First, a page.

For the first time since our Vietnam trip we eat with chopsticks. That's not easy. We have to get used to it again. The food is very special, but also very tasty. It's cozy eating with that big bowl in the middle. We can even order a bottle of wine in the restaurant! Now, the holiday really has begun! Great!

 

After our delicious meal in the local restaurant where no other tourists are in sight, and where one almost does not speak any English, we return to the hotel. On our way we buy some mineral water and an extra bottle of wine. We sit the four of us on the cozy patio before our rooms overlooking the courtyard of the hotel and drink health at a safe journey

 

Then we go to sleep; It's one o'clock in the morning and it was a long journey.

Saturday, August 30th - from Chengdu to Tsetang

 

We sleep well, but not very long. In the morning we take a good hot shower and at 8:00 we are ready for breakfast. Breakfast is served as a buffet. Toast, jam, orange juice, cakes, momo and a fried egg. Also good Chinese tea and coffee included. Everything very effusive. The temperature is 29 degrees Celsius. The heat is quite humid too! It is a bit cloudy. We walk through the street in front of our hotel. Nice walk. We are picked up at the front of the hotel at 09.30. A ride trough Chengdu in daylight follows. Not only beautiful. At the airport everything goes smoothly. The plane has a half-hour delay. We fly with Sichuan Airlines. We can't look out of the window because our seats are situated at the middle of the plane. It doesn't matter. It's cloudy so there would not be much to see anyway.

The service on board is fine. Drinks, enough water and tasty rice with chicken.

 

And then ... we land at Lhasa Airport. Wow ... we are we in Tibet !! Great!

 

Customs formalities at the airport are easily handled. Outside we are greeted by our driver and our guide Pasang. They welcome us with a Katha (traditional white Tibetan scarf). Our first impression is a good one.

 

We load the luggage into the car and drive before we knew it into the nature. It will take a journey of approximate 126 km before we arrive at Tsetang (map).

 

Our permits are checked for the first time (many more controls will follow).

 

The roads are fine but the maximum speed in Tibet is 40 km per hour. Fines for speeding are high so the driver always adhered himself to the imposed speed. Moreover, always when he threatens to exceed the speed we hear an undeniable penetrating voice from the navigation system looming into the car as a warning.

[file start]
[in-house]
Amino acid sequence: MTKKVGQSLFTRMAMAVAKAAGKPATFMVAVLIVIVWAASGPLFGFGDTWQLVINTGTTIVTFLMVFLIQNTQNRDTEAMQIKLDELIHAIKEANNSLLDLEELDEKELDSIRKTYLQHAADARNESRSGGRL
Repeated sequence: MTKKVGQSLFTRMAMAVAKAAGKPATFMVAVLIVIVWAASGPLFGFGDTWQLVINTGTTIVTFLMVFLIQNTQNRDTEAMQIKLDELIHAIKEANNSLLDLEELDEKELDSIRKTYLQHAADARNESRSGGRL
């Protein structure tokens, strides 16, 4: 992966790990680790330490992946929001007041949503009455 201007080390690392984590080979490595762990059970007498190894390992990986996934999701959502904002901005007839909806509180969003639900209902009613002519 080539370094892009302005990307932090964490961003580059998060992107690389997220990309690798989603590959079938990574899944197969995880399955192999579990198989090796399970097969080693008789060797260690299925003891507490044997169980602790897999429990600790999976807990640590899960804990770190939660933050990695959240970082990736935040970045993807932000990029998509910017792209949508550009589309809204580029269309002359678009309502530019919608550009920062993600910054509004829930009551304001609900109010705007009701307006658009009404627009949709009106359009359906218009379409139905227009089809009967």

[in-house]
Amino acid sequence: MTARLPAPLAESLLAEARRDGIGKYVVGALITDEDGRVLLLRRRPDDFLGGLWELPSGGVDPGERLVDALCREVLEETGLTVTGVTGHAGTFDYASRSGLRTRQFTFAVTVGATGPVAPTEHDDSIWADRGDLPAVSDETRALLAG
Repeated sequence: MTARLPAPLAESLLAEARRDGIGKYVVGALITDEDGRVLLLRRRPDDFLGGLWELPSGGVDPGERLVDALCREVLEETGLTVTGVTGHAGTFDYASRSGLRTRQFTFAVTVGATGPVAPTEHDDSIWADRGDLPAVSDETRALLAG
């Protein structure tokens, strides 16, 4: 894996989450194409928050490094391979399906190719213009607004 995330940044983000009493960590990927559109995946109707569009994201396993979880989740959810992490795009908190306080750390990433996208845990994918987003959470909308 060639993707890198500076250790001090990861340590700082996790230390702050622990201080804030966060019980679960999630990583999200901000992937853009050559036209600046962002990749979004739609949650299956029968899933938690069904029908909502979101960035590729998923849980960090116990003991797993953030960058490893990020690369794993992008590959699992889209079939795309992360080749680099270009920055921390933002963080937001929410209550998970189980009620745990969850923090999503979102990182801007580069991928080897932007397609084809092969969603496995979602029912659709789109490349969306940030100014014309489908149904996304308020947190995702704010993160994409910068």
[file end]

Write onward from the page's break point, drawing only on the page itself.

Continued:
It is wonderful to look outside. Still we all close our eyes for a moment and relax. We have traveled from far the last 24 hours. A large part of the route runs along the banks of the river Yarlung Tsanpo (part of the holy Brahmaputra river - see travelogue northeastern India). The view is stunningly beautiful. Water features with mountains in the background, trees in the water and of course lots of Buddhist prayer flags!

We make a stop at the bank of the river where many prayer flags hang. We drape our garland of flags between the other pendulums "At a good trip and a safe home coming" . Some flags are very big!

 

After a scenic drive we arrive in Tsetang. First we have to pick up an additional permit at a police station. An "Aliens Permit" (are we really so strange?). Everything is neatly arranged for us by Pasang. He is accustomed to those kind of controls and finishes them quickly and routinely. After fetching the permit we may enter into the city.

 

We arrive at our hotel. It is a very large hotel; the Shannan Tsedang Hotel. Shannan Tsedang Hotel. Good room but little atmosphere. Comfortable, but clearly a business hotel suitable for large Chinese congresses. In the evening we have dinner in a cozy traditional Tibetan restaurant near the hotel. The restaurant is on the first floor. We would never have found it without Pasang. We sit by low nicely painted Tibetan tables and the food is very tasty. Nothing but local dishes. We drink a bottle Lhasa Beer (Beer from the roof of the world). After dinner we return to the hotel. We go to bed early..

 

Sunday, August 31 - Tsetang

 

We flew all at once from China to Lhasa. In one blow you're at 3600 m above sea level. Your body gets no chance to gradually adapt to the height. Therefore, it is actually wiser to visit Tibet overland from China. Tsetang is a few hundred meters lower than Lhasa. Therefore it is a better place for us to acclimatize, but we all have a little trouble with the altitude. Head and breathing don't feel well. Ingrid has slept poorly.

 

We consume our breakfast in the breakfast room. Almost all the guests in the hotel are Chinese. The breakfast is mediocre. The coffee pot is bubbling on the heat plate. Ingrid starts, after consultation with Dita; she is a general practitioner, taking medicine against altitude sickness (Diamox). She starts with half a tablet a day.

 

Before we left from Holland, we have examined the weather forecast for Tibet and it didn't look well, but fortunately now we are here the weather turns out to be fine. A bright sun, beautiful clouds and only towards the evening some showers.

 

We are in the Yarlung Valley.

First goal of the day: a visit to the Traduk temple (Lamasery). Traduk Lamasery is one of the twelve Tibetan Buddhist Lama temples built by the Tibetan King Songtsen Gampo in the 7th century. Very nice. We take our time to visit the temple and it is fortunately allowed to take some photo's too. Beautiful paintings and beautiful Tibetan people. Our guide tells us all about the different appearances of the Buddha.